LeVar Burton, best known for his role as Lt. Commander Geordi La Forge in Star Trek: The Next Generation, wants to reintroduce kids to the power of the written word.
On Wednesday, the former host and executive producer of Reading Rainbow announced on Kickstarter that the popular children's show--which ended in 2006 after a 23 year run--would make a comeback.
The campaign, titled "Bring Reading Rainbow Back for Every Child, Everywhere" seeks to transform the company's large collection of books into an interactive digital library accessible to every child. The web-based television show would come with a curriculum for teachers and classroom use-and would be completely free.
"We're talking about universal access, putting it on the web and especially getting it into classrooms," Burton told People Magazine. "It's a product for teachers that is designed specifically for them. The big thing for me is being able, through this Kickstarter, to give the product away to schools in need."
The project's beginning goal was to raise $1 million in 35 days. However, in less than 24 hours, the campaign reached its minimum goal to get funded at all. By the end of Thursday night, the campaign raised over $2.5 million with 55,834 backers.
Burton posted a tearful video on his Kickstarter campaign website thanking donors for their generosity.
"I don't know what to say. We've just crossed the million dollar threshold -and it's our first day," he said. "I am overwhelmed. This is going to enable us to really do a lot of good; I am so proud that this community has come together to support this effort. It's unbelievable. We are literally changing the world one children's book at a time."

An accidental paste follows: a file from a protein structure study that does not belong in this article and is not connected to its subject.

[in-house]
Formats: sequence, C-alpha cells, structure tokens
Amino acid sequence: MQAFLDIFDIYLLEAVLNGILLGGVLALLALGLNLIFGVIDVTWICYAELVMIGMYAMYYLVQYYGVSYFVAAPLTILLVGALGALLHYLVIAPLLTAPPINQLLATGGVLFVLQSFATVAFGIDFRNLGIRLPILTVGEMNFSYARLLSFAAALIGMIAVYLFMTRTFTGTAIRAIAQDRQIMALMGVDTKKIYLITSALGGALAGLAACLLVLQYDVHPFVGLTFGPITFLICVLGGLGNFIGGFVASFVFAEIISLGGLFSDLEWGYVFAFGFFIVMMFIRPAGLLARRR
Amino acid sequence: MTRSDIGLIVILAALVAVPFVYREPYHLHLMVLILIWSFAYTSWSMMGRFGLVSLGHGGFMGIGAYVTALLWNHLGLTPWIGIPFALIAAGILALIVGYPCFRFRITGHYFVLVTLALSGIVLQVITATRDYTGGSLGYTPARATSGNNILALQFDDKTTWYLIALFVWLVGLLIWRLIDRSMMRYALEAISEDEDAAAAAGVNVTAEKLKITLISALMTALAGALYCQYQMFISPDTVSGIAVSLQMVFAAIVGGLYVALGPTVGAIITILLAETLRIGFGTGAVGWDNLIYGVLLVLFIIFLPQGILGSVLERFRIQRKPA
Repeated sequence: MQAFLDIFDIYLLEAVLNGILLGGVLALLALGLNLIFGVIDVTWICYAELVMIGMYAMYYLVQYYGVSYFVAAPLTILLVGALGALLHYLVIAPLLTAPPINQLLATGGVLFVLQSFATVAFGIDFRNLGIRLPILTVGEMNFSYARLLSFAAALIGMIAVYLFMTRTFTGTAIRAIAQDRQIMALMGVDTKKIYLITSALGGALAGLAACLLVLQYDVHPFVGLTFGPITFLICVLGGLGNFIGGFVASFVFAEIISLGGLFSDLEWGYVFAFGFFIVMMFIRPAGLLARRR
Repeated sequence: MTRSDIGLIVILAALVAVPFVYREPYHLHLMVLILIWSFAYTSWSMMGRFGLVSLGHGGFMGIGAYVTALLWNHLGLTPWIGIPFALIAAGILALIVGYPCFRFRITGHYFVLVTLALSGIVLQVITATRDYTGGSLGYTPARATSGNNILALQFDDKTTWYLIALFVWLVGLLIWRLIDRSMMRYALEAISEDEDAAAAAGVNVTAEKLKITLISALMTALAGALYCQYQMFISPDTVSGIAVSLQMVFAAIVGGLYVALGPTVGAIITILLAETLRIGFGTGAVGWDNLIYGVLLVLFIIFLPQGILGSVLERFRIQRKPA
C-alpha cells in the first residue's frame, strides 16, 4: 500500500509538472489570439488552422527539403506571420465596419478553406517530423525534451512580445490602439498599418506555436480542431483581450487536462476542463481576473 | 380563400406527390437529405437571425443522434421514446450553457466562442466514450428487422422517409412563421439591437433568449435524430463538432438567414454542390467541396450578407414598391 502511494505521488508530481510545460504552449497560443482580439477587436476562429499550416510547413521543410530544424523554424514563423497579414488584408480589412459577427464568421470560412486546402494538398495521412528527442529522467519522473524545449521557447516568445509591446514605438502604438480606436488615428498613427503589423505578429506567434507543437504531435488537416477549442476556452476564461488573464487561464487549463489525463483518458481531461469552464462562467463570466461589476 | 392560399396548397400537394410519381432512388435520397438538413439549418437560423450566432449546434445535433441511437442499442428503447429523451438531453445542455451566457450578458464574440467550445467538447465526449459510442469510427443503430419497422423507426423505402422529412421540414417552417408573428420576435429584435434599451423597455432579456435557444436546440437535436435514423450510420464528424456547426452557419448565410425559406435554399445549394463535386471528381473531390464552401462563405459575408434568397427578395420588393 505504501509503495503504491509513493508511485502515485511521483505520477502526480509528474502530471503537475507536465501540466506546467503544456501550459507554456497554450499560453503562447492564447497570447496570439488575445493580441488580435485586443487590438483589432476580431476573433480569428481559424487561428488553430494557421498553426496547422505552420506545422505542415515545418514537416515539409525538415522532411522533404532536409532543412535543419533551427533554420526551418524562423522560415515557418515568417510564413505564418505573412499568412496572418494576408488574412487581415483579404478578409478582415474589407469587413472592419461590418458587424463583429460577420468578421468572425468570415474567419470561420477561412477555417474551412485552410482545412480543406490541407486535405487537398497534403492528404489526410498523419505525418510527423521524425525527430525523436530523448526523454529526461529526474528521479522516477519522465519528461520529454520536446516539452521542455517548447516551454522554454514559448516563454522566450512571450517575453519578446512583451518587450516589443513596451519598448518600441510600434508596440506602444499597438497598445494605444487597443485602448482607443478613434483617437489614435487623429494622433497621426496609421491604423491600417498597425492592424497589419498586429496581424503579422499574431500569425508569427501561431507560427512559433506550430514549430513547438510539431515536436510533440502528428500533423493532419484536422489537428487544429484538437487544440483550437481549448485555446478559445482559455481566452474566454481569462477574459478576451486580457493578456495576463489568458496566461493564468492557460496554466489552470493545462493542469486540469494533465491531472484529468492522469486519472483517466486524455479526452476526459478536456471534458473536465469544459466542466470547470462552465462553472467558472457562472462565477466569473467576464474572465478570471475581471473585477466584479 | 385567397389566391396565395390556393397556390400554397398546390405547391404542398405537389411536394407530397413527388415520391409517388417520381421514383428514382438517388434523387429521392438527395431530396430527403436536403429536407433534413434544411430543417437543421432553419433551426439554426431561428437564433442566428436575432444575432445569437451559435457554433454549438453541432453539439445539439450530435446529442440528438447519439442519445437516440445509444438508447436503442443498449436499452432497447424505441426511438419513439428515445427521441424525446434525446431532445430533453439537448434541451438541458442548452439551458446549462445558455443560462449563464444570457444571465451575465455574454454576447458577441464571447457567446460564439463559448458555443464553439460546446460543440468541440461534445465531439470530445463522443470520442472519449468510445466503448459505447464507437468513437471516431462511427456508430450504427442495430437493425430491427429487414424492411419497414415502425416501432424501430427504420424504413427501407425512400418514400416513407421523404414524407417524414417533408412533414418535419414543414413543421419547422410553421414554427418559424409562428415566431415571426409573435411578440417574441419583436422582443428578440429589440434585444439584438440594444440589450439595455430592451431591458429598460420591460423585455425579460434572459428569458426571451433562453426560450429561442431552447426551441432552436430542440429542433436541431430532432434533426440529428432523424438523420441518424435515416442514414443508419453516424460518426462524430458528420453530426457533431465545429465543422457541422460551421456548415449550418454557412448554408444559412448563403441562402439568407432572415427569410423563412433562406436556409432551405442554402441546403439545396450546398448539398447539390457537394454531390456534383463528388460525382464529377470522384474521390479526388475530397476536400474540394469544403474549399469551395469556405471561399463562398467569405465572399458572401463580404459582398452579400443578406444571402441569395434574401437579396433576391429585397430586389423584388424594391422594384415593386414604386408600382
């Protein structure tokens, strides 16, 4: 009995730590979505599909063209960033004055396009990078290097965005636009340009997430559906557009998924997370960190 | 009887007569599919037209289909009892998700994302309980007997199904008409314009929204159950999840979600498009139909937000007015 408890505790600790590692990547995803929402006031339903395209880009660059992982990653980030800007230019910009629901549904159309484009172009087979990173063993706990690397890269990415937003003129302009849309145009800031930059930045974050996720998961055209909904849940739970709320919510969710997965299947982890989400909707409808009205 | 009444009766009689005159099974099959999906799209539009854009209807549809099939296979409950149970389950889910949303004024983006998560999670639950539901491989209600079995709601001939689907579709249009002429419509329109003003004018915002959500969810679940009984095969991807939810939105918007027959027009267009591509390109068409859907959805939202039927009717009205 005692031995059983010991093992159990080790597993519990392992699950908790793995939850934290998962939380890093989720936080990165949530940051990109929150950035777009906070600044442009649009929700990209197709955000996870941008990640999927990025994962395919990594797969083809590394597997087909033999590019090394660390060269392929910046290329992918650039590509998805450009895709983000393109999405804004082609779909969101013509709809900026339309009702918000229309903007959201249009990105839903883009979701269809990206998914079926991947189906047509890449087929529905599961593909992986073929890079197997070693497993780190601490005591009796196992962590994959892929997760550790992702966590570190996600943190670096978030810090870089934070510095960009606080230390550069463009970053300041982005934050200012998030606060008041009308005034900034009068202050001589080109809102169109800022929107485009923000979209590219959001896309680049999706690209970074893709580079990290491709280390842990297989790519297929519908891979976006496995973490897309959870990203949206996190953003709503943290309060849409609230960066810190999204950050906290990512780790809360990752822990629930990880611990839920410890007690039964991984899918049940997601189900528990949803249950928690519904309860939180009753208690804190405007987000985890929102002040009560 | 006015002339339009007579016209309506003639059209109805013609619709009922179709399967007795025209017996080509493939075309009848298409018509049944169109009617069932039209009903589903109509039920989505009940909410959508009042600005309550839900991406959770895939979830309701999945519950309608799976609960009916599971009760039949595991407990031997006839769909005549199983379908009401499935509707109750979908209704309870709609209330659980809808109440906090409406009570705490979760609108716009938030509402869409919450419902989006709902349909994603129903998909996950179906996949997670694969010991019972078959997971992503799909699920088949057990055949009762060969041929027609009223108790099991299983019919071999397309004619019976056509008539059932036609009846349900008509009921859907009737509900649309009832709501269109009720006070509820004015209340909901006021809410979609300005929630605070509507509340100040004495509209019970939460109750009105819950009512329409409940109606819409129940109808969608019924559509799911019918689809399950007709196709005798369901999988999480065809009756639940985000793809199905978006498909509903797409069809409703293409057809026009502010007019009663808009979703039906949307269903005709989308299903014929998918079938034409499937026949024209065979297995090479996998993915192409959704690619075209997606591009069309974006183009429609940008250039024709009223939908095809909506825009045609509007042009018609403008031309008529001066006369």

Burton, who studied to be a priest at one time, says Reading Rainbow was created to use TV as a tool to sharpen children instead of dull them, and that's exactly what the show did. The show found great success in the 90's, ranking alongside Mr. Rogers and the Children's Television Workshop.
"It was my mother who taught me that, by picking up a book, I could "go anywhere" and "be anything." Ever since Reading Rainbow began in 1983, I have dedicated myself to fostering a love of reading in children, just as my mother did for me," Burton said on Kickstarter.
Burton says his mother, who was a strong Christian, sent him to a religious school because they "gave students the best education." It was during his time at the Catholic school that Burton discovered the importance of prayer and spirituality.
"Life has sort of become a walking prayer," he told Oprah. "I love to pray and I feel that I get to pray with every breath I take."
The actor continued to say the he believes prayer is crucial to changing the world for the better.
Currently, "Bring Reading Rainbow Back" has garnered over $2.5 million; the donation period continues through July 2. Donations can be made on the campaign's website.